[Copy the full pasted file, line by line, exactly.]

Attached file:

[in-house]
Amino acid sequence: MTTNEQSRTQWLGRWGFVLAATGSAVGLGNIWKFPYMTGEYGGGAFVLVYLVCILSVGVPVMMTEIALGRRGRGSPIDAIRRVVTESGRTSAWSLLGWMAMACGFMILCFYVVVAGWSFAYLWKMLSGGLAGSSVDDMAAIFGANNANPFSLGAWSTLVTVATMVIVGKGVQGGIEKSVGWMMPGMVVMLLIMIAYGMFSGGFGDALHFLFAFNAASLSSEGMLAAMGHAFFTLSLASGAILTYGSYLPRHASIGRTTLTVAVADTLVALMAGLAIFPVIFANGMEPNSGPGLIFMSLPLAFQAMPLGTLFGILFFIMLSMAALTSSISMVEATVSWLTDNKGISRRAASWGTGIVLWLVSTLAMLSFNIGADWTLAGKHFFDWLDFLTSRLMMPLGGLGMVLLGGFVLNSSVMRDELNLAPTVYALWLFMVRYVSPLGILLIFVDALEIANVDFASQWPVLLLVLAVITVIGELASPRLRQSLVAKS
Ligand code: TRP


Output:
[in-house]
Amino acid sequence: MTTNEQSRTQWLGRWGFVLAATGSAVGLGNIWKFPYMTGEYGGGAFVLVYLVCILSVGVPVMMTEIALGRRGRGSPIDAIRRVVTESGRTSAWSLLGWMAMACGFMILCFYVVVAGWSFAYLWKMLSGGLAGSSVDDMAAIFGANNANPFSLGAWSTLVTVATMVIVGKGVQGGIEKSVGWMMPGMVVMLLIMIAYGMFSGGFGDALHFLFAFNAASLSSEGMLAAMGHAFFTLSLASGAILTYGSYLPRHASIGRTTLTVAVADTLVALMAGLAIFPVIFANGMEPNSGPGLIFMSLPLAFQAMPLGTLFGILFFIMLSMAALTSSISMVEATVSWLTDNKGISRRAASWGTGIVLWLVSTLAMLSFNIGADWTLAGKHFFDWLDFLTSRLMMPLGGLGMVLLGGFVLNSSVMRDELNLAPTVYALWLFMVRYVSPLGILLIFVDALEIANVDFASQWPVLLLVLAVITVIGELASPRLRQSLVAKS
Ligand code: TRP